As an older adult – seniors, some call us – i am not too savvy when it comes to all that is available now on the internet, and also i am very wary of putting much personal information out there. Just want to let you know i am a new “follower”, have to check out some of your past posts.

    PS – i really like the lion image. I have long had an affinity for it myself. The lion’s head with flowing mane calls the graphic image of the sun to my mind, and the sun is the original source of energy for life.

    • Hello FireTurtle and thanks for signing up and saying hello. I know what you mean about not keeping abreast of what’s going on the community. That’s not uncommon after trans folks after they transition. I suppose they become integrated into their new lives and proper gender and just… live.

      As for my blog, I have to apologize – I haven’t made a really big post in almost a year. But I think about it alot 😉

      Hope you find some info that you find interesting.

      Oh, and thank you for the PS about the lion image – I can see how the lion’s head brings forth images of the sun. Very cool.

  24. Danie says:

    Hi ATM,
    I’m Danie, the head of community development for Humanthology, a startup focused on personal stories and first hand experiences. We’re building a social platform for safely sharing personal stories on topics that matter. Right now we are in private beta testing. We’ve been gathering powerful personal stories on a small set of particularly impactful topics. Among the initial topics are experiences with transgender life. And we would love to include your story.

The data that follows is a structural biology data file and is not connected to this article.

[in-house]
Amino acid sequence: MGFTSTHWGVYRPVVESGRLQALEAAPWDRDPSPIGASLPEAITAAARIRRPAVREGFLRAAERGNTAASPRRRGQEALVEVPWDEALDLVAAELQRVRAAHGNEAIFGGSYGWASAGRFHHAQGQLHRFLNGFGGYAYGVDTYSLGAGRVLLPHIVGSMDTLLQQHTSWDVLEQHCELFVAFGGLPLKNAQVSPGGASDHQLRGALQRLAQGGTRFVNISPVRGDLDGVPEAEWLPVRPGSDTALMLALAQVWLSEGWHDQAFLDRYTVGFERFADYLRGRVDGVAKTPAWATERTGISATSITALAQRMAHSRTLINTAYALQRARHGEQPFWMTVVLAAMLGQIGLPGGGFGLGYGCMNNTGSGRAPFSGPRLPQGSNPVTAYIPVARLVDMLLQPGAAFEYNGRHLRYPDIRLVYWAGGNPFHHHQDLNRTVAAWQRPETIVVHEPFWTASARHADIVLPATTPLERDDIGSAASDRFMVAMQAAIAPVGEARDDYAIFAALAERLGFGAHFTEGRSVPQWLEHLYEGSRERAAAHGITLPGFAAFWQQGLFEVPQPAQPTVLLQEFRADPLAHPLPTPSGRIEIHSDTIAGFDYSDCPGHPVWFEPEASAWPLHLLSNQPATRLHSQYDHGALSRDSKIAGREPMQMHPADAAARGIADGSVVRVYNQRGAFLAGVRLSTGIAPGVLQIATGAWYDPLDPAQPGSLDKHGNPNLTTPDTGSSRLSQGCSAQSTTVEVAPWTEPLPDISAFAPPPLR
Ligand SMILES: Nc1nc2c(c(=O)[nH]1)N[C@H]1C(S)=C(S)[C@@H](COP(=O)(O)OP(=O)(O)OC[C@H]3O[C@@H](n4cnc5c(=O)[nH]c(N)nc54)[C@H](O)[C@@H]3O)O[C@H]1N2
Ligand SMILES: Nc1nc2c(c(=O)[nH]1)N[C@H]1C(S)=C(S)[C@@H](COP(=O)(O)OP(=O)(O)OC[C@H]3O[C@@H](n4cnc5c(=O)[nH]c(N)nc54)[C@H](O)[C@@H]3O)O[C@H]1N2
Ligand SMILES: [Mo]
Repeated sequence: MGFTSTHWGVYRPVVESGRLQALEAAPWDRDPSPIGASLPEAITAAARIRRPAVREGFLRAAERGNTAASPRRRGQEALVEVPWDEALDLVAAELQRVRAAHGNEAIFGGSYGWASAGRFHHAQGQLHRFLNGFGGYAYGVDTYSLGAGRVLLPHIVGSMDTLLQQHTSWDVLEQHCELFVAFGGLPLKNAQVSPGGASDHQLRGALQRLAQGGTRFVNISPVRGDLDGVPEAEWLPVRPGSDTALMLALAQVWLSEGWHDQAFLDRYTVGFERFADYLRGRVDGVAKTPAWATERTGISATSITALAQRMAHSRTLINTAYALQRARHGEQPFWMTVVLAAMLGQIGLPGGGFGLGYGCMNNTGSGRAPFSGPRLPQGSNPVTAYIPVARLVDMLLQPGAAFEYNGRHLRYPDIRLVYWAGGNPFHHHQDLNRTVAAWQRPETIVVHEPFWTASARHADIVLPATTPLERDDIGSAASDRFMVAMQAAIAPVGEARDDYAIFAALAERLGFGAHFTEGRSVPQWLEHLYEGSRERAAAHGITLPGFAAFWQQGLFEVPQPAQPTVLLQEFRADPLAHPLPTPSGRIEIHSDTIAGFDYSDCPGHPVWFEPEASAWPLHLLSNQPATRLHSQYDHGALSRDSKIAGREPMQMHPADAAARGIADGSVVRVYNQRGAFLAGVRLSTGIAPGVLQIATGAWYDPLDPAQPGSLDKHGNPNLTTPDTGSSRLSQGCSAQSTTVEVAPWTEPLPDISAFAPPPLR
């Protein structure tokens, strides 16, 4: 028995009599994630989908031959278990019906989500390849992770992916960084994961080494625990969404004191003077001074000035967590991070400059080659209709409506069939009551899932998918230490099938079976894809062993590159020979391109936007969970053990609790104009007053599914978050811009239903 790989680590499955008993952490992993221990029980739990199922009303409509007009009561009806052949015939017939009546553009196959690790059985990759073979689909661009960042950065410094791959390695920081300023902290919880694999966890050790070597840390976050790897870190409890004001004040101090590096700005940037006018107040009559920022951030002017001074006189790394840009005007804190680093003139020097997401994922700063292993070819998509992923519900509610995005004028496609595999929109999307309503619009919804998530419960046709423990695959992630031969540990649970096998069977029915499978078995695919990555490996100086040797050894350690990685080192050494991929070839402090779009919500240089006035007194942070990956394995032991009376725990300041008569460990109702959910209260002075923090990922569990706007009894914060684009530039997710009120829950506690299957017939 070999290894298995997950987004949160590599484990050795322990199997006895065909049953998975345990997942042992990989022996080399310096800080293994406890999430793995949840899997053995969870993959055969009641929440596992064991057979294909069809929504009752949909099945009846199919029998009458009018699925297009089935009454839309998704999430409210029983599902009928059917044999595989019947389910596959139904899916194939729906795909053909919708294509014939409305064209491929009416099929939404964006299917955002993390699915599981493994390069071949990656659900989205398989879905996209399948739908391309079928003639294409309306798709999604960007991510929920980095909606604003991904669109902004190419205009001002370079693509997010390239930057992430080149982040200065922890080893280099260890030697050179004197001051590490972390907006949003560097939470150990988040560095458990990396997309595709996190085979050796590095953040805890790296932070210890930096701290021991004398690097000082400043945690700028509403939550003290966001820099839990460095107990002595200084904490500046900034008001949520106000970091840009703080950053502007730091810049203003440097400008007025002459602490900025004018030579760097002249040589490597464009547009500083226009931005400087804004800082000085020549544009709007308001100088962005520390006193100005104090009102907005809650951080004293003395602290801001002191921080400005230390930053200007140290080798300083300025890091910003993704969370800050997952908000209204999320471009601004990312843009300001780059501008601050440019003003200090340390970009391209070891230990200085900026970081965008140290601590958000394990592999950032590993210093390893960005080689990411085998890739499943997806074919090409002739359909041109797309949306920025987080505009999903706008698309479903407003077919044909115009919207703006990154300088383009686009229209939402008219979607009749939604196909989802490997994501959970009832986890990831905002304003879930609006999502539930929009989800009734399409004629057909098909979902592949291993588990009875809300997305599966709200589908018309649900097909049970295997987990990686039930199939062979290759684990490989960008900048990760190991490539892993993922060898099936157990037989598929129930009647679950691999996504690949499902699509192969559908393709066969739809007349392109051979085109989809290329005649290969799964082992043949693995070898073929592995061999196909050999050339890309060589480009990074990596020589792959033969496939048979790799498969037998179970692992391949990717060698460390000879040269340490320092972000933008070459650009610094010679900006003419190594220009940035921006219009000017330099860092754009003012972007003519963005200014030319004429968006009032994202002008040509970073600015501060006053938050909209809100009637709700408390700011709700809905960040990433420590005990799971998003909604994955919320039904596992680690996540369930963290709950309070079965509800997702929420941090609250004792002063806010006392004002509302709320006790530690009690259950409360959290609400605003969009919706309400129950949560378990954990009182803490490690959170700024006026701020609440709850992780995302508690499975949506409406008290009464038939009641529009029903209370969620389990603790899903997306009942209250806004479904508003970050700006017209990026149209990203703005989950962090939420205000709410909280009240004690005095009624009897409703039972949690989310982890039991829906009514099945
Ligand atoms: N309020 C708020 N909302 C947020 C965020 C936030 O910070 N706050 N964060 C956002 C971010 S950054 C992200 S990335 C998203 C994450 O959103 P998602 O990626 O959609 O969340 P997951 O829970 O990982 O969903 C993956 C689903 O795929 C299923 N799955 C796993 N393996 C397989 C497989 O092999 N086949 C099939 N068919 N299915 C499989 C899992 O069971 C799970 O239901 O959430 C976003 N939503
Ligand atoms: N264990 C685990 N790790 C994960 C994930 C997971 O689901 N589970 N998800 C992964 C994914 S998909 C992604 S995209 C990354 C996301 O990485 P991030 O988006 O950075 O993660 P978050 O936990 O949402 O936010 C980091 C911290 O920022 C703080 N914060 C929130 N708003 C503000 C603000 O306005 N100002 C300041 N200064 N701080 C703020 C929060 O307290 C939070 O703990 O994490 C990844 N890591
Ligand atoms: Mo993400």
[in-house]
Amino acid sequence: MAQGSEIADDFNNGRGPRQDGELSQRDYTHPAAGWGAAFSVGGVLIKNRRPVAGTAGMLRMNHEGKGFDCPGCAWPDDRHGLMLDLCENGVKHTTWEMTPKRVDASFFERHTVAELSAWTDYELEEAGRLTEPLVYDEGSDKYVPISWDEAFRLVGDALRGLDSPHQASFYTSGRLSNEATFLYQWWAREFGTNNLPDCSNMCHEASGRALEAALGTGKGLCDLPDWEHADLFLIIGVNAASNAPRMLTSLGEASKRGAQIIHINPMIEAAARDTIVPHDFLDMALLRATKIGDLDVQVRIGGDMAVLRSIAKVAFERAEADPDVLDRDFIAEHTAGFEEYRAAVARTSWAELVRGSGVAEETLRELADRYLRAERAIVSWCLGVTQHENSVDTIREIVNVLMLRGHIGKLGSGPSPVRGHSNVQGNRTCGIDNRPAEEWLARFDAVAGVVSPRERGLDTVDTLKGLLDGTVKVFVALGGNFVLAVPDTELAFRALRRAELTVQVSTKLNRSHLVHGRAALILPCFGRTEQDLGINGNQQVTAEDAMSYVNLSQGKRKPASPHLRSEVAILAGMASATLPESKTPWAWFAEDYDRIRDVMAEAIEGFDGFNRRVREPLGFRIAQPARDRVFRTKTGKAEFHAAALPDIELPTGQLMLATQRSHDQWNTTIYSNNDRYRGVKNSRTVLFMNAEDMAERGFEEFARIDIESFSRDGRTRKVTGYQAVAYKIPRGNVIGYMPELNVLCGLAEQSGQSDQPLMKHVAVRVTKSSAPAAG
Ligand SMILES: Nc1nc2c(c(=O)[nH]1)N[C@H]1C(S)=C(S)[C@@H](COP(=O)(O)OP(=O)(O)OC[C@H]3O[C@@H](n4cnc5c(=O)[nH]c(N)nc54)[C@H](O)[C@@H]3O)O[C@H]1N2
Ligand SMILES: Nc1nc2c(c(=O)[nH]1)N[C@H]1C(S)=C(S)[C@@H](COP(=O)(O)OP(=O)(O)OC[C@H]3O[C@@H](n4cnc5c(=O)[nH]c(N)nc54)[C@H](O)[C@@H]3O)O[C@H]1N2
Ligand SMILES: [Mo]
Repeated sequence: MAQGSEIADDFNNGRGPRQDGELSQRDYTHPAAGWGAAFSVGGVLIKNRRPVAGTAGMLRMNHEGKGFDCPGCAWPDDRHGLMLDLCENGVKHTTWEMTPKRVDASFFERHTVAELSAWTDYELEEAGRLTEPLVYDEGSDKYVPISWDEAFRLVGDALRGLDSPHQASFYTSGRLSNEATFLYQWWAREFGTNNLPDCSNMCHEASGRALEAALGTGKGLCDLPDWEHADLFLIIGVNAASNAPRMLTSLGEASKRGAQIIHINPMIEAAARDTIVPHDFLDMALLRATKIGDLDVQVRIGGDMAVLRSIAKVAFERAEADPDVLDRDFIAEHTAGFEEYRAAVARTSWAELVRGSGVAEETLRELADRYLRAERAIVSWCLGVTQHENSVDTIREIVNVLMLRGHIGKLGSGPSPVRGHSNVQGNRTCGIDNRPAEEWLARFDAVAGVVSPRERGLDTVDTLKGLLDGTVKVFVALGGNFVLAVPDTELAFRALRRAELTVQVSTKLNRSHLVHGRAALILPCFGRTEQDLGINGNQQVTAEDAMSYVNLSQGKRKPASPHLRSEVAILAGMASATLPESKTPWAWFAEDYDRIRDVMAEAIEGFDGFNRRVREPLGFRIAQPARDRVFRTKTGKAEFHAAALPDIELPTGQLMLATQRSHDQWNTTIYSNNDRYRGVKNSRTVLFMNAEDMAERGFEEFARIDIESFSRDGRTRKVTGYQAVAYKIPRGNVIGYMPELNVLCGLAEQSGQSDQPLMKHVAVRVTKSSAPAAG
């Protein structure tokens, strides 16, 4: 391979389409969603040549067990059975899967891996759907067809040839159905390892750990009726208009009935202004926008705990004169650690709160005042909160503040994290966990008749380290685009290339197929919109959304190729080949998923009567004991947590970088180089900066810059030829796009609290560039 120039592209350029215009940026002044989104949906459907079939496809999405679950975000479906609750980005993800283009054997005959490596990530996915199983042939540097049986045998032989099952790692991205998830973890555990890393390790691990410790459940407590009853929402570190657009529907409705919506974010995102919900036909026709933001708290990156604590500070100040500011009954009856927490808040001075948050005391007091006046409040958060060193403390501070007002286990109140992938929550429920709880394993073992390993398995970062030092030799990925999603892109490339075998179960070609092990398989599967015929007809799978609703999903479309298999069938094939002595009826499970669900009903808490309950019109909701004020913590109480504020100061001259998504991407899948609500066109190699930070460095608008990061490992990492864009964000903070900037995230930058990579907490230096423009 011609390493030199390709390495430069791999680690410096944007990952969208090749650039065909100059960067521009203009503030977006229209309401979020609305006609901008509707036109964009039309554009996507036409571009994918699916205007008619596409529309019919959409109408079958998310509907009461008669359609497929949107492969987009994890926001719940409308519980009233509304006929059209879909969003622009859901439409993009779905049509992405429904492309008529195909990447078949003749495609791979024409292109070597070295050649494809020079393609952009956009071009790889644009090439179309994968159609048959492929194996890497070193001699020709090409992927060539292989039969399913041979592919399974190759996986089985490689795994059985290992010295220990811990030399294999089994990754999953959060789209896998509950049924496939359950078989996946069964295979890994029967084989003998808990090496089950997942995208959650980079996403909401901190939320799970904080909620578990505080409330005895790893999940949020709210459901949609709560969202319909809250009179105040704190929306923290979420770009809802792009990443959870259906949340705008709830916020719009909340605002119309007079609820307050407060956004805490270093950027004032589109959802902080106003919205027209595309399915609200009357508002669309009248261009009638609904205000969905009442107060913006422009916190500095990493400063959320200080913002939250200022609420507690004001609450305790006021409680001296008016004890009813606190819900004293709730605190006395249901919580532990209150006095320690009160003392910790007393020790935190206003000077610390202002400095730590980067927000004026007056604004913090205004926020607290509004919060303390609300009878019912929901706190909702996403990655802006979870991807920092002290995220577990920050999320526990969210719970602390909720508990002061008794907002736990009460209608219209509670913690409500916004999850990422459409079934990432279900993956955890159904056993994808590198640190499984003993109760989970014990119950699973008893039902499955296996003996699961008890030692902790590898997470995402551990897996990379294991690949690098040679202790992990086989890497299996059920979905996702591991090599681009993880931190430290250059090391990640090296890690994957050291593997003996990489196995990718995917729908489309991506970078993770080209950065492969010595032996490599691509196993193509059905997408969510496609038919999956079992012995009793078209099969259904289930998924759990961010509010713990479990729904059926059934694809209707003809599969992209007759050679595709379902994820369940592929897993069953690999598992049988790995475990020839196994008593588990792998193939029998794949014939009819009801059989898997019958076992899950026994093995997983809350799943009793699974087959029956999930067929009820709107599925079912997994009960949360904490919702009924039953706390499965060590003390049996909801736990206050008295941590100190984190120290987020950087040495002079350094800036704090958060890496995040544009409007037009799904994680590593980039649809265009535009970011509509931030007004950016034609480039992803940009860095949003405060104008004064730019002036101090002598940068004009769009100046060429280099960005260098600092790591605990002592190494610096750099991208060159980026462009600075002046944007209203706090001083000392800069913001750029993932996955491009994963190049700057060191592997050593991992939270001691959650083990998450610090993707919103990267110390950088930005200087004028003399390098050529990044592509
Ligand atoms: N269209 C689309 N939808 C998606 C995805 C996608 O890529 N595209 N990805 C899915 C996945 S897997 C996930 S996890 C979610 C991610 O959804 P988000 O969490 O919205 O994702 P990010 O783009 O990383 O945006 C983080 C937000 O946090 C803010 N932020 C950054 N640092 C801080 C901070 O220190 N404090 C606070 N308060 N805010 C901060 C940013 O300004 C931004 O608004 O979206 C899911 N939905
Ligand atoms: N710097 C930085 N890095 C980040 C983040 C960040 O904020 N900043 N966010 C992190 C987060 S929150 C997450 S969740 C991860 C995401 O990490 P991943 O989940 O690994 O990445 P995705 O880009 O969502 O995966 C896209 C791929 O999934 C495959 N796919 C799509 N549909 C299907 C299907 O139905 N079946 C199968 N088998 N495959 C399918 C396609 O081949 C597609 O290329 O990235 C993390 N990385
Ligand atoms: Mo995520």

Humanthology starts where Wikipedia ends. We are taking meaningful topics and finding authentic voices to humanize them. The stories are organized around specific themes and together present a multifaceted perspective of the world around us. We’re building a community where members will find both information and support – and where we can all see we’re not alone.

    My mother (and lifelong best friend) transitioned a few years ago. I watched his journey first through the eyes of a child wanting her parent to be happy, then through those of adult fearing for that parent’s safety among both ignorant strangers and equally ignorant family members. Now my parent is grandfather to my nephew and my niece – with neither one of them knowing how long the road has been. My brother and I have a relationship with a person who doesn’t exist for anyone else. I find it amazing, and – while it hasn’t always been easy – it makes me proud.